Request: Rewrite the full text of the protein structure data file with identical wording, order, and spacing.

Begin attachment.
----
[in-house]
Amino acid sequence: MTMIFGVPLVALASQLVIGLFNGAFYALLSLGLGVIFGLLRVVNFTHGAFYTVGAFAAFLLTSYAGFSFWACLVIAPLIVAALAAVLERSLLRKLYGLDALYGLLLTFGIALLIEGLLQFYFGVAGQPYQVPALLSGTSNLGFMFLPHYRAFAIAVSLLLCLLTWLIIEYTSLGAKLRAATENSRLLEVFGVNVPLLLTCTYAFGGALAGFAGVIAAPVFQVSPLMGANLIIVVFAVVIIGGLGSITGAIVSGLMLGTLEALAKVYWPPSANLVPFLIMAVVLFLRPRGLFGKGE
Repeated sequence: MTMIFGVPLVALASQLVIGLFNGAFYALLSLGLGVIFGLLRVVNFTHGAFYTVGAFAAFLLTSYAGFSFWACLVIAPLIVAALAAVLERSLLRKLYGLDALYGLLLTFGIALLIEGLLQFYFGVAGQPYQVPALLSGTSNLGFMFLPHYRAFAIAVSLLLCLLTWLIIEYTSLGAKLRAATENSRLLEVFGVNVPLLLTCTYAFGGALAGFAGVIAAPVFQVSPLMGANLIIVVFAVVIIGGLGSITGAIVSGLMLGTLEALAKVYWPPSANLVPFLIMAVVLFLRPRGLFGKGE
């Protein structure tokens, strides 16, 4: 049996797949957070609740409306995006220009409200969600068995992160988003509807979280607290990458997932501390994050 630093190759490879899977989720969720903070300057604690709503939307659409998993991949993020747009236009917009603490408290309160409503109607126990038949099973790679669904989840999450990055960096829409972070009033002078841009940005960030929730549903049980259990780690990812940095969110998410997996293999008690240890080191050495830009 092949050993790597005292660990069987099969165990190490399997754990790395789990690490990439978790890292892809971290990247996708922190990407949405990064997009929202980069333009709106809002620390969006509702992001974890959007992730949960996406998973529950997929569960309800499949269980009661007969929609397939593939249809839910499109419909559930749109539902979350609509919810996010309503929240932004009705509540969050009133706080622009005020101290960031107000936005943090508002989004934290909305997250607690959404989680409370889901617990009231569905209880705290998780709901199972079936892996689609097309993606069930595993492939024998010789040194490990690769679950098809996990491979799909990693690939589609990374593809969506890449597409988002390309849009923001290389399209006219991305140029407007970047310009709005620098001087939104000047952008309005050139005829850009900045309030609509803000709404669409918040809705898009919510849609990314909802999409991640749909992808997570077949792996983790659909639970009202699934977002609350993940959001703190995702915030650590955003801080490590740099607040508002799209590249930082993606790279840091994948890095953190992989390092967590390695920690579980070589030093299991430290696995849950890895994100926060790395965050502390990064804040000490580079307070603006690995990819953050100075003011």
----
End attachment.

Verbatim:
[in-house]
Amino acid sequence: MTMIFGVPLVALASQLVIGLFNGAFYALLSLGLGVIFGLLRVVNFTHGAFYTVGAFAAFLLTSYAGFSFWACLVIAPLIVAALAAVLERSLLRKLYGLDALYGLLLTFGIALLIEGLLQFYFGVAGQPYQVPALLSGTSNLGFMFLPHYRAFAIAVSLLLCLLTWLIIEYTSLGAKLRAATENSRLLEVFGVNVPLLLTCTYAFGGALAGFAGVIAAPVFQVSPLMGANLIIVVFAVVIIGGLGSITGAIVSGLMLGTLEALAKVYWPPSANLVPFLIMAVVLFLRPRGLFGKGE
Repeated sequence: MTMIFGVPLVALASQLVIGLFNGAFYALLSLGLGVIFGLLRVVNFTHGAFYTVGAFAAFLLTSYAGFSFWACLVIAPLIVAALAAVLERSLLRKLYGLDALYGLLLTFGIALLIEGLLQFYFGVAGQPYQVPALLSGTSNLGFMFLPHYRAFAIAVSLLLCLLTWLIIEYTSLGAKLRAATENSRLLEVFGVNVPLLLTCTYAFGGALAGFAGVIAAPVFQVSPLMGANLIIVVFAVVIIGGLGSITGAIVSGLMLGTLEALAKVYWPPSANLVPFLIMAVVLFLRPRGLFGKGE
């Protein structure tokens, strides 16, 4: 049996797949957070609740409306995006220009409200969600068995992160988003509807979280607290990458997932501390994050 630093190759490879899977989720969720903070300057604690709503939307659409998993991949993020747009236009917009603490408290309160409503109607126990038949099973790679669904989840999450990055960096829409972070009033002078841009940005960030929730549903049980259990780690990812940095969110998410997996293999008690240890080191050495830009 092949050993790597005292660990069987099969165990190490399997754990790395789990690490990439978790890292892809971290990247996708922190990407949405990064997009929202980069333009709106809002620390969006509702992001974890959007992730949960996406998973529950997929569960309800499949269980009661007969929609397939593939249809839910499109419909559930749109539902979350609509919810996010309503929240932004009705509540969050009133706080622009005020101290960031107000936005943090508002989004934290909305997250607690959404989680409370889901617990009231569905209880705290998780709901199972079936892996689609097309993606069930595993492939024998010789040194490990690769679950098809996990491979799909990693690939589609990374593809969506890449597409988002390309849009923001290389399209006219991305140029407007970047310009709005620098001087939104000047952008309005050139005829850009900045309030609509803000709404669409918040809705898009919510849609990314909802999409991640749909992808997570077949792996983790659909639970009202699934977002609350993940959001703190995702915030650590955003801080490590740099607040508002799209590249930082993606790279840091994948890095953190992989390092967590390695920690579980070589030093299991430290696995849950890895994100926060790395965050502390990064804040000490580079307070603006690995990819953050100075003011």